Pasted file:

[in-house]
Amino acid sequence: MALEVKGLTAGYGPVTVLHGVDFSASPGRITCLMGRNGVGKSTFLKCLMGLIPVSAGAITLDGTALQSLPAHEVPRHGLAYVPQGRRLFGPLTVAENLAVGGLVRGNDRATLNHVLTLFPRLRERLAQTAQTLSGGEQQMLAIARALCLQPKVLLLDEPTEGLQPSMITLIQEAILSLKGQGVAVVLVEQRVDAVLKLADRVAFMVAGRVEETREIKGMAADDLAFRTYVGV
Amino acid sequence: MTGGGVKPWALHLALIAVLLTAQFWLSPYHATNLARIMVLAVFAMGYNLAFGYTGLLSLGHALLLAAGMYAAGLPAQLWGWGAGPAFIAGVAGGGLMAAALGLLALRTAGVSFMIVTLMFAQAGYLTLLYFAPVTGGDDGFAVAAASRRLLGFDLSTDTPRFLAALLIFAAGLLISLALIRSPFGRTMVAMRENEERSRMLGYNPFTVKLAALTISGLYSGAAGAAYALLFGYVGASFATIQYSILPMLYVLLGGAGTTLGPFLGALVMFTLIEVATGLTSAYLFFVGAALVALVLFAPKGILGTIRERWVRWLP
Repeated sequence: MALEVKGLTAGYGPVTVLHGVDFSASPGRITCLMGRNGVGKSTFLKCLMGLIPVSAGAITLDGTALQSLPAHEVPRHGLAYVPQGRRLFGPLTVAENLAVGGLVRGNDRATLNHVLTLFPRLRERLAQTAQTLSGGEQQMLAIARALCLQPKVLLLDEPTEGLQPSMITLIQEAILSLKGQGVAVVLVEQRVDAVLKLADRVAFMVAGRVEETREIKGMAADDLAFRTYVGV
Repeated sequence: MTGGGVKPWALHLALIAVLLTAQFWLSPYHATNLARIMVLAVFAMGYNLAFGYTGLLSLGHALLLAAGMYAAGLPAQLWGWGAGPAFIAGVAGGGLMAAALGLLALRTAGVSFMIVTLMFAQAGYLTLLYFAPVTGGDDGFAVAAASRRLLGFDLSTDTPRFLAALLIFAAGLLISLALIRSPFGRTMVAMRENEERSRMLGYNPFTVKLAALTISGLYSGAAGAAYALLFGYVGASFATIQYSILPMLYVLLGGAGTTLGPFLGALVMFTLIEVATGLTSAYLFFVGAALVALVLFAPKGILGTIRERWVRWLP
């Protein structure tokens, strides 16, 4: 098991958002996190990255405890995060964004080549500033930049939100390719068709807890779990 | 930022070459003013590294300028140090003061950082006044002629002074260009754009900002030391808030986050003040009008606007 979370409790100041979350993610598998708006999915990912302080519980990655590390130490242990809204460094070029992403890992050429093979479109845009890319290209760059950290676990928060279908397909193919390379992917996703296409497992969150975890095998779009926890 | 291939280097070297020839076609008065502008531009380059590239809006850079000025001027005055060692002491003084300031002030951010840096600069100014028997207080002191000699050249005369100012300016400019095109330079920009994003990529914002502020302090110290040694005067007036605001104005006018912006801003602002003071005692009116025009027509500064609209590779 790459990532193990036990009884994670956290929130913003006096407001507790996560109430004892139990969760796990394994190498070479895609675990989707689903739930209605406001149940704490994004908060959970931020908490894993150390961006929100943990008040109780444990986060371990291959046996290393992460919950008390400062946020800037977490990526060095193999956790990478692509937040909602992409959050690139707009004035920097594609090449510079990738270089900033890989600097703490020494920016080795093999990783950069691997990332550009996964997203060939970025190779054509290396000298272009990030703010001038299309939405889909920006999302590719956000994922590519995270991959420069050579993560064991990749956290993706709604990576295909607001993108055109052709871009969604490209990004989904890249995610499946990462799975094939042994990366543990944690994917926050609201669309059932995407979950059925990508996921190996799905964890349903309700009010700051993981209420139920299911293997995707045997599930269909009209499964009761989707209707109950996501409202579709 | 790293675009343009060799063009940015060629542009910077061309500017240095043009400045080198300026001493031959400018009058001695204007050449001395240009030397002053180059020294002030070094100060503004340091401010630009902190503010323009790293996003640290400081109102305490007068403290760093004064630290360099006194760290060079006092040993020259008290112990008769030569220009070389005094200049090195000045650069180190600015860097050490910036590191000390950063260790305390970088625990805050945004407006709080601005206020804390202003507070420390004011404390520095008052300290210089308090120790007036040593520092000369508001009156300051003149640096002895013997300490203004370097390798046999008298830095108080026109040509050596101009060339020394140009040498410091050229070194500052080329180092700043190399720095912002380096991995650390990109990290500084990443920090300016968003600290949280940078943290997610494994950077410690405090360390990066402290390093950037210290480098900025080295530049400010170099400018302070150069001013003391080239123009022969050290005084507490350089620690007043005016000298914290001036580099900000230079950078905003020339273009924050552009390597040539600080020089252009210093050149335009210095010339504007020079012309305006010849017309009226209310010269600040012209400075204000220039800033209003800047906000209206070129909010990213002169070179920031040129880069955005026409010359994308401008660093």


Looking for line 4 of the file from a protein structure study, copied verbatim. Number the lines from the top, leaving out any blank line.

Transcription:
Repeated sequence: MALEVKGLTAGYGPVTVLHGVDFSASPGRITCLMGRNGVGKSTFLKCLMGLIPVSAGAITLDGTALQSLPAHEVPRHGLAYVPQGRRLFGPLTVAENLAVGGLVRGNDRATLNHVLTLFPRLRERLAQTAQTLSGGEQQMLAIARALCLQPKVLLLDEPTEGLQPSMITLIQEAILSLKGQGVAVVLVEQRVDAVLKLADRVAFMVAGRVEETREIKGMAADDLAFRTYVGV